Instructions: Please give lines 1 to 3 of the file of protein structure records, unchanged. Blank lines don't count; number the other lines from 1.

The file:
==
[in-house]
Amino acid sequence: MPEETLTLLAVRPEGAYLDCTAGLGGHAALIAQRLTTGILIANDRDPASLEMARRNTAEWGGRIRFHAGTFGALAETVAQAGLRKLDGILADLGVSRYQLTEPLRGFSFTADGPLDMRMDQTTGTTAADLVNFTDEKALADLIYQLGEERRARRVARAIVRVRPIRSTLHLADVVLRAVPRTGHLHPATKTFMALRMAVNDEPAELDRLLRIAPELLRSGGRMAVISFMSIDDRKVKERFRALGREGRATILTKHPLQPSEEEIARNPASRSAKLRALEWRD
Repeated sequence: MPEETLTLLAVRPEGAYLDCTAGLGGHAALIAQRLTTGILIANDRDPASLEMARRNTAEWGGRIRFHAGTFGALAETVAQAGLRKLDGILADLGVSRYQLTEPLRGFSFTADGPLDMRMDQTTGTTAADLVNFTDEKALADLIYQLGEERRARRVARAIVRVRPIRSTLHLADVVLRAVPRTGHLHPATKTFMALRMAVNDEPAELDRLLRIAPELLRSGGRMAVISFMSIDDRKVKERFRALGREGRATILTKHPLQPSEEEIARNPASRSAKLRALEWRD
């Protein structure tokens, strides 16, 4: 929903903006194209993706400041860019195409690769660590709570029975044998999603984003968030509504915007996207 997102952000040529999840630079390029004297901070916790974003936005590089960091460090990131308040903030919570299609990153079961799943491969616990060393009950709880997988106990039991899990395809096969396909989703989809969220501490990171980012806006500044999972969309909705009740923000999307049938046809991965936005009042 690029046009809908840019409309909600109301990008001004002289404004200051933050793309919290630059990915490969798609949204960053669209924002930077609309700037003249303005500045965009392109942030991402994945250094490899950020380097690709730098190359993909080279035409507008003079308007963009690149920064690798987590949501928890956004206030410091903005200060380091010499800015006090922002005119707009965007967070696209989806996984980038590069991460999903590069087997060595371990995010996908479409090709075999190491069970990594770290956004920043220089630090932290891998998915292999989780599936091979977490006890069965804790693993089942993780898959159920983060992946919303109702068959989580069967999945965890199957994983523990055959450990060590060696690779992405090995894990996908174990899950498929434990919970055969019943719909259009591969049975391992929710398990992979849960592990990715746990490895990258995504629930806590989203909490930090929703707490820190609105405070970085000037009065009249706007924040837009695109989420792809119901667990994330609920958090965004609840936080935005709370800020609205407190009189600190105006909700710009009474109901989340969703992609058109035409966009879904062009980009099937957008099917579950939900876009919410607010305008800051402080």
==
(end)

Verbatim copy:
[in-house]
Amino acid sequence: MPEETLTLLAVRPEGAYLDCTAGLGGHAALIAQRLTTGILIANDRDPASLEMARRNTAEWGGRIRFHAGTFGALAETVAQAGLRKLDGILADLGVSRYQLTEPLRGFSFTADGPLDMRMDQTTGTTAADLVNFTDEKALADLIYQLGEERRARRVARAIVRVRPIRSTLHLADVVLRAVPRTGHLHPATKTFMALRMAVNDEPAELDRLLRIAPELLRSGGRMAVISFMSIDDRKVKERFRALGREGRATILTKHPLQPSEEEIARNPASRSAKLRALEWRD
Repeated sequence: MPEETLTLLAVRPEGAYLDCTAGLGGHAALIAQRLTTGILIANDRDPASLEMARRNTAEWGGRIRFHAGTFGALAETVAQAGLRKLDGILADLGVSRYQLTEPLRGFSFTADGPLDMRMDQTTGTTAADLVNFTDEKALADLIYQLGEERRARRVARAIVRVRPIRSTLHLADVVLRAVPRTGHLHPATKTFMALRMAVNDEPAELDRLLRIAPELLRSGGRMAVISFMSIDDRKVKERFRALGREGRATILTKHPLQPSEEEIARNPASRSAKLRALEWRD